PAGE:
(Bloomberg) -- Ten-gallon cowboy hat inventor John B. Stetson Co. says a distributor is trying to vamoose with the rights to sell the head covering of choice for the likes of Buffalo Bill Cody and John Wayne. 

The 157-year-old company wants a Delaware judge to find RHE Hatco. Inc. -- a maker and seller of western chapeaus -- doesn’t have exclusive authority under a 1987 license to sell Stetsons through retail or e-commerce sites. Stetson no longer possesses a copy of the 35-year-old contract, according to a May 11 lawsuit.

“For well over 1 year, they have attempted to control these rights that belong to Stetson,” lawyers for the Hoboken, New Jersey-based company said in the lawsuit. “Such rights were not covered in the license and never would have been granted by Stetson in the first place.” 

The emblematic cowboy hats -- some fetching more than $5,000-- have been de rigueur among rodeo riders and ranch hands west of the Mississippi River for a century and a half. They’ve graced the noggins of politicians, celebrities and country singers such as late former President Lyndon Johnson and actors like Wayne and Johnny Depp. The Stetson is also the state of Texas’s official headgear.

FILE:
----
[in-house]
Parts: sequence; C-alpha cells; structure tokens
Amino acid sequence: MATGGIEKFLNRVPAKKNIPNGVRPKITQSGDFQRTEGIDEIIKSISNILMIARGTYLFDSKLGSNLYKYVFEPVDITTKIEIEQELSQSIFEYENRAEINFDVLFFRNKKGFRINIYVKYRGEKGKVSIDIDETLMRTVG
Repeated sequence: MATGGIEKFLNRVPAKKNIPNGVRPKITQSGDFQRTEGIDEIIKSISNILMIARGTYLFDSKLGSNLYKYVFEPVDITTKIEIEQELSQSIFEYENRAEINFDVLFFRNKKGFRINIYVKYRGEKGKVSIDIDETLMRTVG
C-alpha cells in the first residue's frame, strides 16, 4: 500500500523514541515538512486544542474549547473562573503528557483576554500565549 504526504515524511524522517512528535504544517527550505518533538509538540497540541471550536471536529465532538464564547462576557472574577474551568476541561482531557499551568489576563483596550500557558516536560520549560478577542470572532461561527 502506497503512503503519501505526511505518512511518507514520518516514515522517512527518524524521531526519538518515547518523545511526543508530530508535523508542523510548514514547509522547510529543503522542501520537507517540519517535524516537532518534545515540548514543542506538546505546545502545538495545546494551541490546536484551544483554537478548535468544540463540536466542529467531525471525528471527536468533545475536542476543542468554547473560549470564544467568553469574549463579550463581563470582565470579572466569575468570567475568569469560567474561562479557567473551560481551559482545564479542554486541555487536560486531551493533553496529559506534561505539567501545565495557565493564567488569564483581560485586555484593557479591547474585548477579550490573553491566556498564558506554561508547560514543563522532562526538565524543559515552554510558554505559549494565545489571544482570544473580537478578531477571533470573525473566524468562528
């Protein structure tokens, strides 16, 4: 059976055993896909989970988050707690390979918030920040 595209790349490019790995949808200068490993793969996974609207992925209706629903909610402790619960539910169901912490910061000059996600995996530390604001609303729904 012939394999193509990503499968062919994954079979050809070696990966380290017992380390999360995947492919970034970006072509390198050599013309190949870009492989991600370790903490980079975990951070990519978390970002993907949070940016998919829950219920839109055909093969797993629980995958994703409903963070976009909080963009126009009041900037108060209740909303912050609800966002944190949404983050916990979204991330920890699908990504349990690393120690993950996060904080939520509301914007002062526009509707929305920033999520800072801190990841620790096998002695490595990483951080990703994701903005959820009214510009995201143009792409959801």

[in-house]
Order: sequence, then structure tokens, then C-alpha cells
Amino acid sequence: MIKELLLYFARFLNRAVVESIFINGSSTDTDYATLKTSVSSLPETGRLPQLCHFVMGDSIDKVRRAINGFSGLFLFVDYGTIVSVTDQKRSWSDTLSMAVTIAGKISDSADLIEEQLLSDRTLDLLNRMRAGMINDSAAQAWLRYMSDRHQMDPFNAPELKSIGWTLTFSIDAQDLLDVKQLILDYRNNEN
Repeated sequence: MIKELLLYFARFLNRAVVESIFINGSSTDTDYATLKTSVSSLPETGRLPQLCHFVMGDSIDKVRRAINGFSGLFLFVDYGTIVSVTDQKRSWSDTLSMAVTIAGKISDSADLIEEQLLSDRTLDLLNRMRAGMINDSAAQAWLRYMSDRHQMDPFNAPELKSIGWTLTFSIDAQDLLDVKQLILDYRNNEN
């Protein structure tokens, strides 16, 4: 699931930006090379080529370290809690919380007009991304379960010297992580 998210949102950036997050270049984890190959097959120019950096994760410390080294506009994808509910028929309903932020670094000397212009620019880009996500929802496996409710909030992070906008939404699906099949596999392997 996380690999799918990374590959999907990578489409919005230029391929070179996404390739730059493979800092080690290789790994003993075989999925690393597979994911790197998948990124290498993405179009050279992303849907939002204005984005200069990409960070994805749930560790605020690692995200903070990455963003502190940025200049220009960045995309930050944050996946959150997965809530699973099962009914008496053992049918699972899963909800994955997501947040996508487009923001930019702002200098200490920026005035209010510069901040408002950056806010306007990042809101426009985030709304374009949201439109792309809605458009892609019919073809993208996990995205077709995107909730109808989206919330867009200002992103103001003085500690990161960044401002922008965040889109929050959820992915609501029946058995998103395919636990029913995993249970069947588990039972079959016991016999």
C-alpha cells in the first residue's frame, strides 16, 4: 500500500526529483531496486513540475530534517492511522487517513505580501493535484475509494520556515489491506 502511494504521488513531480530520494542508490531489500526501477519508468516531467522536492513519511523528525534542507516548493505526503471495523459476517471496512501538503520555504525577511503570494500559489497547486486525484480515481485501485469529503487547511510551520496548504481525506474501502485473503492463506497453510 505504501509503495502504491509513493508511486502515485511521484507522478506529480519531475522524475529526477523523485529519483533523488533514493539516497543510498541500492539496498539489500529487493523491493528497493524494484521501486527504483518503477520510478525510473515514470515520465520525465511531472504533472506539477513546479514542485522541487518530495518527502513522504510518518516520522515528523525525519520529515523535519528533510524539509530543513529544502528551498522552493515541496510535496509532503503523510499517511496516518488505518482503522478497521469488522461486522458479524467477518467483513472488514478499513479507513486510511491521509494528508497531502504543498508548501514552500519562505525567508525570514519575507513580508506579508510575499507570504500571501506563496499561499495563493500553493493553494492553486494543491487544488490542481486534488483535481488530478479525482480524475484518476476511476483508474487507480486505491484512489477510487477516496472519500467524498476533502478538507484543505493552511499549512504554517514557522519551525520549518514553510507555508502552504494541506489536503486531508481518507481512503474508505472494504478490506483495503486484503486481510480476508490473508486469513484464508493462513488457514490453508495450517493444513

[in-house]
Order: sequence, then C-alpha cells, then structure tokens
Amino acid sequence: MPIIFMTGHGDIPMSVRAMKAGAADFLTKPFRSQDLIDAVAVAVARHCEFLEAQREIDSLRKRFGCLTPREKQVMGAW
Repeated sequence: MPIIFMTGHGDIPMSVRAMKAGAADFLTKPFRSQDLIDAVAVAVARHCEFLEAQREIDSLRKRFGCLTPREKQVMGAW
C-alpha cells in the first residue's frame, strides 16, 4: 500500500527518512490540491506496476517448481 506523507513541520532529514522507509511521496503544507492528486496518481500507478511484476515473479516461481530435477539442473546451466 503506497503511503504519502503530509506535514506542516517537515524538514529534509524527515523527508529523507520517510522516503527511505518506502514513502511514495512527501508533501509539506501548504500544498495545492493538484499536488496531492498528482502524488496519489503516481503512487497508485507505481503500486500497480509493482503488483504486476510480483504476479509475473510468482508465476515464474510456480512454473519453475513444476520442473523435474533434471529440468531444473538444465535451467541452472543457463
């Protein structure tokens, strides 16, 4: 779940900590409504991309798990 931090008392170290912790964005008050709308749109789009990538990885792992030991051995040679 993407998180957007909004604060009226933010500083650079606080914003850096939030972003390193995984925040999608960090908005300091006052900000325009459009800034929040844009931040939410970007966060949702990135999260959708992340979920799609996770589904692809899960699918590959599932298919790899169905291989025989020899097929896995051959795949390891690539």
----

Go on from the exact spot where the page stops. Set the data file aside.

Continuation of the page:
RHE Hatco didn't immediately respond Tuesday to a request for comment on Stetson’s lawsuit.

Stetson claims RHE Hatco had become so aggressive in asserting rights to sell the headwear that they refused to “sell Stetson-branded products to Stetson,” according to the Delaware Superior Court suit. 

John B. Stetson first created his hats in his Philadelphia factory in 1865 to keep the sun off of cowboys’ heads. Since the 1970s, the hats have been manufactured in the Dallas suburb of Garland by RHE Hatco, which is incorporated in Delaware.

The case is John B. Stetson Co. v. RHE Hatco. Inc., No. N22C-05-084-EMD-CCLD, Delaware Superior Court (Wilmington).

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